myelo-, myel-

(Greek: bone marrow; the spinal cord and medulla oblongata; the myelin sheath of nerve fibers)

Congenital absence of the brain and the spinal cord.
multiple myeloma
1. A malignant tumor of the bone marrow occurring at numerous places in the body.
2. A cancer that begins in plasma cells.

Plasma cells are white blood cells which make antibodies. Antibodies are part of the immune system. They work with other parts of the immune system to help protect the body from germs and other harmful substances. Each type of plasma cell makes a different antibody.

Myeloma, like other cancers, begins in cells. Normally, cells grow and divide to form new cells as the body needs them.

When cells grow old, they die, and new cells take their place. In cancer, this orderly process goes wrong. New cells form when the body does not need them, and old cells do not die when they should. These extra cells can form a mass of tissue called a growth or tumor.

Myeloma begins when a plasma cell becomes abnormal and that abnormal cell divides to make copies of itself. The new cells divide again and again, making more and more abnormal cells. The abnormal plasma cells are myeloma cells.

In time, myeloma cells collect in the bone marrow where they may crowd out normal blood cells. Myeloma cells also collect in the solid part of the bone.

The disease is called multiple myeloma because it affects many bones. If myeloma cells collect in only one bone, the single mass is called a plasmacytoma or cancer of the plasma cells (white blood cells that produce antibodies).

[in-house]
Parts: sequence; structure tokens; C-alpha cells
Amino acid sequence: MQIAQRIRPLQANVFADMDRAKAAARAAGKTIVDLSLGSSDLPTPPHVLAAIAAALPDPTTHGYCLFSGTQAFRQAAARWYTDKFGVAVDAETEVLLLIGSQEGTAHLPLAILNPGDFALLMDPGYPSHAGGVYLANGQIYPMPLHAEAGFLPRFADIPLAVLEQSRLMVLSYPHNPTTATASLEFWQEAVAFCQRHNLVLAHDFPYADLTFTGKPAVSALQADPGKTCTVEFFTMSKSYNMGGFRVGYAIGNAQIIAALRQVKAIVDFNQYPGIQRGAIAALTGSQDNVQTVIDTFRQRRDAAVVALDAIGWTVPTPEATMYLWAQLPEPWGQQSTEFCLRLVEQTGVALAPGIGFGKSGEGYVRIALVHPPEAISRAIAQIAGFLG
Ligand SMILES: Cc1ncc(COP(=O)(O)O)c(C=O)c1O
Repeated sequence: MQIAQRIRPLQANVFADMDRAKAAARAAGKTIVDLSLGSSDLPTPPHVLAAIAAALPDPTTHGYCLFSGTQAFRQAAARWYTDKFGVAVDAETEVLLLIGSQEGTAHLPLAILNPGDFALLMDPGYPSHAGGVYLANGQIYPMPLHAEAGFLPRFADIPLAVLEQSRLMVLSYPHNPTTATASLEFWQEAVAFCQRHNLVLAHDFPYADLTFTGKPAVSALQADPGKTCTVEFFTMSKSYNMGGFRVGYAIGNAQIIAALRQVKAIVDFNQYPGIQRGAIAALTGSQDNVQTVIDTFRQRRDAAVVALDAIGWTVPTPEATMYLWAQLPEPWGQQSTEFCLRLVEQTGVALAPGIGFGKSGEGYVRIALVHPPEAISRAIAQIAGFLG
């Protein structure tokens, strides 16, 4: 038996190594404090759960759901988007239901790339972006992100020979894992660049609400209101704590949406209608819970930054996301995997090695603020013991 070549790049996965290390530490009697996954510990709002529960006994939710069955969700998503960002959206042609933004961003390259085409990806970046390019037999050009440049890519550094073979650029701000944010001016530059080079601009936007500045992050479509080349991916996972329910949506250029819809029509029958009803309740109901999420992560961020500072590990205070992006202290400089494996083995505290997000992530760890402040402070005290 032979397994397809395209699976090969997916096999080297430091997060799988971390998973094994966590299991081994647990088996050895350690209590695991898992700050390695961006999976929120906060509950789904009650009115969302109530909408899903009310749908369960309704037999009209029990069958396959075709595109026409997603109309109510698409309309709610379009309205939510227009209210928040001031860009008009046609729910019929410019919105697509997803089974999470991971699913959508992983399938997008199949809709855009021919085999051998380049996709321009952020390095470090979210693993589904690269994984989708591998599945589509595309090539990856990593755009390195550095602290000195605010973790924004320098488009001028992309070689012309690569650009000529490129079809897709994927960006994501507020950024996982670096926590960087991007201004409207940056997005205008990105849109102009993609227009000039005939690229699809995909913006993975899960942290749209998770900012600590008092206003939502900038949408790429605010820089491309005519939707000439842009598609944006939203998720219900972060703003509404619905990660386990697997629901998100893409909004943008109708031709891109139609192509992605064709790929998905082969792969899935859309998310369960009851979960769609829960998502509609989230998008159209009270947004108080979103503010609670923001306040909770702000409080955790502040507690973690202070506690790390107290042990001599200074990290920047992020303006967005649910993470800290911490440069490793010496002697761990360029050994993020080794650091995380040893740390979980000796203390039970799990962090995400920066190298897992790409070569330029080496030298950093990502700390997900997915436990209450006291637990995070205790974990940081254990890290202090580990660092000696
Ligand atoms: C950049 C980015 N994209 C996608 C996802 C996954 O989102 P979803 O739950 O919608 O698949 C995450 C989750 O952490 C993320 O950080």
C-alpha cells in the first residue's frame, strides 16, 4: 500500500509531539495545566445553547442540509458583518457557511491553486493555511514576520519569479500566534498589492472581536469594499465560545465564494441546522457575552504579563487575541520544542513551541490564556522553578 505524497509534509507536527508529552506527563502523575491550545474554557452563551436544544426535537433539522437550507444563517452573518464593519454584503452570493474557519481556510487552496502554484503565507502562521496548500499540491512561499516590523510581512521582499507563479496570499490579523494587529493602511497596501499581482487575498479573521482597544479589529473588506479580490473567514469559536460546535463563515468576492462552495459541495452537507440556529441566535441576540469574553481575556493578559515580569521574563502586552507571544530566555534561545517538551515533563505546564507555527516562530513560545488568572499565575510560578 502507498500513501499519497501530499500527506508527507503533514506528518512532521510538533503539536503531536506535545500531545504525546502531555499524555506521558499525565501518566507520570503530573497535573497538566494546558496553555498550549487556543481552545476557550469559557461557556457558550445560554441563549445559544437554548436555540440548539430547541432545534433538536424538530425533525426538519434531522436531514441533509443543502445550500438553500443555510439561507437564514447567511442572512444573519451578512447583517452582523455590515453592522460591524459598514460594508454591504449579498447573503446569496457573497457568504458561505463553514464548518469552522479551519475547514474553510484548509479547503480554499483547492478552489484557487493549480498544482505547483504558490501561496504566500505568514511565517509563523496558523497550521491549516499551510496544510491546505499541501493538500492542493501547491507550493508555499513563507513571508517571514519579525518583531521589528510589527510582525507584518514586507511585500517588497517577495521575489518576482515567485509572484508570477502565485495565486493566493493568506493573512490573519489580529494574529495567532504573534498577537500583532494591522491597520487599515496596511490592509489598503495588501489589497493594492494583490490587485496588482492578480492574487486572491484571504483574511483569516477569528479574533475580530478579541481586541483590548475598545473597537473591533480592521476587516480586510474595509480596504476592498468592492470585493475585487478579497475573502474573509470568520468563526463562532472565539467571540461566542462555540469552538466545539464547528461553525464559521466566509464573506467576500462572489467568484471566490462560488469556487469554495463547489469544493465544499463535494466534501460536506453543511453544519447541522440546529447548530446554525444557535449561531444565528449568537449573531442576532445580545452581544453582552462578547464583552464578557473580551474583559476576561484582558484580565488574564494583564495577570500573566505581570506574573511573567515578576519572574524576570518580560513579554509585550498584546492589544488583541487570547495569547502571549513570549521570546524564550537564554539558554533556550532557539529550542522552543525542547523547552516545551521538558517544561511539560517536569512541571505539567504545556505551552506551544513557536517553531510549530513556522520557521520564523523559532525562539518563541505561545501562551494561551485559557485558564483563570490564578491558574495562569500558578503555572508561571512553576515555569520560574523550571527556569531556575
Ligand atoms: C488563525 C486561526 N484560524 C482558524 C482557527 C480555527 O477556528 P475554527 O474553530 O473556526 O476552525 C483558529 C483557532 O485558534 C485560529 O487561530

As myeloma cells increase in number, they damage and weaken the bones, causing pain and often fractures. When bones are damaged, too much calcium is released into the blood, leading to loss of appetite, nausea, thirst, fatigue, muscle weakness, restlessness, and confusion.

Chemotherapy and bone marrow transplant are currently the primary treatments.

—Compiled from Webster's New World Medical Dictionary,
3rd Ed.; Wiley Publishing, Inc.; Hoboken, New Jersey; 2008; page 281.
myelin, myeline
A white fatty material, composed chiefly of lipids and lipoproteins, that encloses certain axons and nerve fibers.
Pertaining to or of the nature of myelin (substance of the cell membrane of large nucleated cells that coils to form the myelin sheath (cylindrical covering).
Destruction of myelin.
1. A neural tube defect consisting of defective development of part of the spinal cord.
2. An abnormality in development of the spinal cord; especially, the lower part of the cord.
Radiography of the spinal cord to detect possible lesions after an injection of a contrast medium into the subarachnoid space (situated beneath the middle of the three membrane arachnoids that cover the brain and spinal cord).

The arachnoid is named for its delicate, spider-web-like filaments that extend from its under surface through the cerebrospinal fluid in the subarachnoid space to the pia mater or the innermost membrane surrounding the central nervous system.